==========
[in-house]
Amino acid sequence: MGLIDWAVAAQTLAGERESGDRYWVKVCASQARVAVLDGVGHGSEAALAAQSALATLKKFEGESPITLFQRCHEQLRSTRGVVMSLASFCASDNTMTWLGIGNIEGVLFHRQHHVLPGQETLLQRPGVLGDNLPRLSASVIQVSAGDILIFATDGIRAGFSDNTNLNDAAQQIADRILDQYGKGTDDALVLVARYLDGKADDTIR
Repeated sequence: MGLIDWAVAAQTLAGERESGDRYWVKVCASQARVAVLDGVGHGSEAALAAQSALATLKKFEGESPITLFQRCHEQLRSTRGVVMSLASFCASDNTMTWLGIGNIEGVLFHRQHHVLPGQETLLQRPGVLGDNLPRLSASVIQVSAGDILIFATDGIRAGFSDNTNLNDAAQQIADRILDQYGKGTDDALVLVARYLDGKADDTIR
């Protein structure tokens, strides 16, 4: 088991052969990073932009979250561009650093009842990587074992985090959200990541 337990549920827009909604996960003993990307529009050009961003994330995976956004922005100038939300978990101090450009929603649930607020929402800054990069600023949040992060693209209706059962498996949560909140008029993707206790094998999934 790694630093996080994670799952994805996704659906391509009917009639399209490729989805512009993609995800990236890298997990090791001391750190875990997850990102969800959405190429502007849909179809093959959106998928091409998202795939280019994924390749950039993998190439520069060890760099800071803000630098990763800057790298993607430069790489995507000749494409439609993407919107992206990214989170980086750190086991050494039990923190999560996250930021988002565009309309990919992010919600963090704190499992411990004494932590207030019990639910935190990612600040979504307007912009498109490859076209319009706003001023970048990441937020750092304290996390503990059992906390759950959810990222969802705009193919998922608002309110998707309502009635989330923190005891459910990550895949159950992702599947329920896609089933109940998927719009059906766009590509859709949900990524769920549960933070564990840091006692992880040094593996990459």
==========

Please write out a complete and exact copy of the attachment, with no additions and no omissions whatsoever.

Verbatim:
[in-house]
Amino acid sequence: MGLIDWAVAAQTLAGERESGDRYWVKVCASQARVAVLDGVGHGSEAALAAQSALATLKKFEGESPITLFQRCHEQLRSTRGVVMSLASFCASDNTMTWLGIGNIEGVLFHRQHHVLPGQETLLQRPGVLGDNLPRLSASVIQVSAGDILIFATDGIRAGFSDNTNLNDAAQQIADRILDQYGKGTDDALVLVARYLDGKADDTIR
Repeated sequence: MGLIDWAVAAQTLAGERESGDRYWVKVCASQARVAVLDGVGHGSEAALAAQSALATLKKFEGESPITLFQRCHEQLRSTRGVVMSLASFCASDNTMTWLGIGNIEGVLFHRQHHVLPGQETLLQRPGVLGDNLPRLSASVIQVSAGDILIFATDGIRAGFSDNTNLNDAAQQIADRILDQYGKGTDDALVLVARYLDGKADDTIR
């Protein structure tokens, strides 16, 4: 088991052969990073932009979250561009650093009842990587074992985090959200990541 337990549920827009909604996960003993990307529009050009961003994330995976956004922005100038939300978990101090450009929603649930607020929402800054990069600023949040992060693209209706059962498996949560909140008029993707206790094998999934 790694630093996080994670799952994805996704659906391509009917009639399209490729989805512009993609995800990236890298997990090791001391750190875990997850990102969800959405190429502007849909179809093959959106998928091409998202795939280019994924390749950039993998190439520069060890760099800071803000630098990763800057790298993607430069790489995507000749494409439609993407919107992206990214989170980086750190086991050494039990923190999560996250930021988002565009309309990919992010919600963090704190499992411990004494932590207030019990639910935190990612600040979504307007912009498109490859076209319009706003001023970048990441937020750092304290996390503990059992906390759950959810990222969802705009193919998922608002309110998707309502009635989330923190005891459910990550895949159950992702599947329920896609089933109940998927719009059906766009590509859709949900990524769920549960933070564990840091006692992880040094593996990459």